Beijing plans to control the number of vehicles on the road, suspend some earthwork projects and ask polluting enterprises to cut back on production to ensure clean air for the 2008 Olympic Games, environment and transportation officials said on Tuesday.
They lauded a four-day traffic control trial which concluded on Monday as a success.
Vehicles with odd and even plate numbers took turns on the road from Friday to Monday; and people were encouraged not to travel in private cars to Beijing during the period.
Traffic authorities said that about 1.3 million cars, more than a third of the city's total, were off the road during the four days. Millions of car owners took cabs, buses and subways or rode bikes again.
The Beijing municipal government sent short messages to residents to thank them for their cooperation.
Du Shaozhong, deputy director of the Beijing municipal environment bureau, told a press conference yesterday that the city registered "four blue sky days" with Grade 2 air quality, only a notch below the best.
He said the air was suitable for outdoor sports like the marathon.
The air quality improved immediately after the traffic control exercise began, with emissions of air pollutants like carbon monoxide dropping 15 to 20 percent, he said.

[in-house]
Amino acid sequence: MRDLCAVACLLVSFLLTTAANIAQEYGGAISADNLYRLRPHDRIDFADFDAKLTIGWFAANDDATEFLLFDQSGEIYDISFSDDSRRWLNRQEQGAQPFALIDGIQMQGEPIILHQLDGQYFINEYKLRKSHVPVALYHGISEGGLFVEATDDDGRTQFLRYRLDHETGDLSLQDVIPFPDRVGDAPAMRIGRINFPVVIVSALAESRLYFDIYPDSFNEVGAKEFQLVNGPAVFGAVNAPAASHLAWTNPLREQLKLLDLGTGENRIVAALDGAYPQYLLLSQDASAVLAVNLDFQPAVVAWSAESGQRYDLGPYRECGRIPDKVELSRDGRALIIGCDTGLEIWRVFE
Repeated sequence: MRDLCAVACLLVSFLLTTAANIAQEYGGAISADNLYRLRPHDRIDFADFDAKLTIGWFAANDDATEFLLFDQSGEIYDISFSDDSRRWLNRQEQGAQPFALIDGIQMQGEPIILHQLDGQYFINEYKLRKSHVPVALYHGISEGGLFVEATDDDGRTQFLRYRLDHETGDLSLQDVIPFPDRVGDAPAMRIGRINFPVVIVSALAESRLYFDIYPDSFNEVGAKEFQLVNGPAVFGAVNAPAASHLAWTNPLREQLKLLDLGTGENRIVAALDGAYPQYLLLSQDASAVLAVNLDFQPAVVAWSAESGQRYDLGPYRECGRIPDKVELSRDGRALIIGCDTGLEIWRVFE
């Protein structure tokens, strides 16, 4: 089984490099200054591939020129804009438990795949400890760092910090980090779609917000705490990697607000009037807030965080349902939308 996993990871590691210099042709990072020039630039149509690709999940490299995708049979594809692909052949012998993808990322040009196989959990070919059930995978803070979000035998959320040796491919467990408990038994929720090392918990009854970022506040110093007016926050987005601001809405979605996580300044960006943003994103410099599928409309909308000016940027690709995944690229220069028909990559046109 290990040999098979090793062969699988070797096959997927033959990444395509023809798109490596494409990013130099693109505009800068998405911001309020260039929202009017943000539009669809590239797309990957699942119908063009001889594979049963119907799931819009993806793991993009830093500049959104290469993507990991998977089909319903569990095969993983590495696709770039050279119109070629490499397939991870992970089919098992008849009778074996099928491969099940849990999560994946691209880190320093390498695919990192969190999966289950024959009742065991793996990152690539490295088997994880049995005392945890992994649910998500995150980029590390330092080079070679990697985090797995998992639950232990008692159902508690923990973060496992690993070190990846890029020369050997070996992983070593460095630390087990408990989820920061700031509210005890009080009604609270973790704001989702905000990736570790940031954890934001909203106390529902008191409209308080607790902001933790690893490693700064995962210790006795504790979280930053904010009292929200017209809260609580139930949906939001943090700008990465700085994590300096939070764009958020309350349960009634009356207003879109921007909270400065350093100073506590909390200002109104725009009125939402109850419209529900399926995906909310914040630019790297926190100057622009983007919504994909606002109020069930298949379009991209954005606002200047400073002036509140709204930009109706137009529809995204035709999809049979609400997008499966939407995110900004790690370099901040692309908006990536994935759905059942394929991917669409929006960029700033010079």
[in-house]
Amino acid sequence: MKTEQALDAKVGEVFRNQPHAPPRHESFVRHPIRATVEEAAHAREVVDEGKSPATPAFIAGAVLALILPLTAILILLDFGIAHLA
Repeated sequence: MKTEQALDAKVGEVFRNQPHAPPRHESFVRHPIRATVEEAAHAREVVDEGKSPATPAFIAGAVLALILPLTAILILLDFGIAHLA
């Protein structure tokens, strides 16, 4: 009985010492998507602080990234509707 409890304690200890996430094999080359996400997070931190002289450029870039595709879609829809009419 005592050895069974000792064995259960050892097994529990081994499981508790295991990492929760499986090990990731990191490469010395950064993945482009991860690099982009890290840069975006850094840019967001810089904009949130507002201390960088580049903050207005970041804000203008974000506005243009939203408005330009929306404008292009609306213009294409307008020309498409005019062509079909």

Air quality relapsed to Grade 3 yesterday after the traffic controls were lifted.
"The trial proved to be successful as we collected valuable data to work out a valid plan to rein in pollutant emissions during the Games," the official said.
Liu Xiaoming, deputy director of the Beijing municipal committee of communications, said that the trial strengthened their confidence in improving public transportation to ease traffic jams.
The data collected will help officials decide on how many vehicles are to be allowed on the road during the Games, Liu said.
Du said that the city will also set limits on construction sites and heavily polluting factories.
A detailed plan to ensure air quality during the Games will be released by the end of this year, he said.
The Beijing environment protection bureau earlier announced that the city experienced 133 "blue sky days" - when air quality reaches Grade 2 - in the first seven months of this year, compared to the goal of 245 days for the whole year.
The city is home to more than 3 million vehicles, and the number is still increasing at about 1,000 a day.